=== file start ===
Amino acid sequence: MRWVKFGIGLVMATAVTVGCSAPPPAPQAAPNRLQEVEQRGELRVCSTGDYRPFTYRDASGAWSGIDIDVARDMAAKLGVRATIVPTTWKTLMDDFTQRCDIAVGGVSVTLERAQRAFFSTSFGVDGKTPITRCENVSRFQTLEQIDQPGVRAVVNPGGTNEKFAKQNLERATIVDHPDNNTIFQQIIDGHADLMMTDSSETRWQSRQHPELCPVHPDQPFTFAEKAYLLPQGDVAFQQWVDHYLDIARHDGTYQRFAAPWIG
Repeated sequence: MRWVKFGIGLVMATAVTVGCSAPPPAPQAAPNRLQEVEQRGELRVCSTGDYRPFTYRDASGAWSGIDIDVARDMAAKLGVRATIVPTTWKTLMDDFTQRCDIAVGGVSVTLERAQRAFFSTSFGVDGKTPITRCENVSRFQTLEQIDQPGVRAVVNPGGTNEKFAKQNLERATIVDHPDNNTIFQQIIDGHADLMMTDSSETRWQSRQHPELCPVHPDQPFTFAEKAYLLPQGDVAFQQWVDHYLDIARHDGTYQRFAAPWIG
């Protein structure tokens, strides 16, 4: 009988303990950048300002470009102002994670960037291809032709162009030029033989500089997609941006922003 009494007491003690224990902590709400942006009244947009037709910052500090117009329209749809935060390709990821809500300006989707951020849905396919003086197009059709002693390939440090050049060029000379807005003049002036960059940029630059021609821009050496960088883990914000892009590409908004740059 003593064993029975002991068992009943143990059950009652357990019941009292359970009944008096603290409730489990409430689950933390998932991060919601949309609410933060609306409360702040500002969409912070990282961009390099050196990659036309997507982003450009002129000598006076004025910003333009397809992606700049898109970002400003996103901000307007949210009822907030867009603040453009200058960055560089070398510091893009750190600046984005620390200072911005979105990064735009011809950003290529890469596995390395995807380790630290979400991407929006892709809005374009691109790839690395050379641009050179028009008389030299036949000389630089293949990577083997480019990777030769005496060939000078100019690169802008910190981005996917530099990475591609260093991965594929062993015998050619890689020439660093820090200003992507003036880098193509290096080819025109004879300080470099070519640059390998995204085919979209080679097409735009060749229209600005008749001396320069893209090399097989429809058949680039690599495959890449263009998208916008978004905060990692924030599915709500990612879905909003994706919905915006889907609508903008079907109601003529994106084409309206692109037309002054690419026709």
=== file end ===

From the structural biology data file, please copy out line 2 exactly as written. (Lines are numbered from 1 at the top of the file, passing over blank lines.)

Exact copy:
Repeated sequence: MRWVKFGIGLVMATAVTVGCSAPPPAPQAAPNRLQEVEQRGELRVCSTGDYRPFTYRDASGAWSGIDIDVARDMAAKLGVRATIVPTTWKTLMDDFTQRCDIAVGGVSVTLERAQRAFFSTSFGVDGKTPITRCENVSRFQTLEQIDQPGVRAVVNPGGTNEKFAKQNLERATIVDHPDNNTIFQQIIDGHADLMMTDSSETRWQSRQHPELCPVHPDQPFTFAEKAYLLPQGDVAFQQWVDHYLDIARHDGTYQRFAAPWIG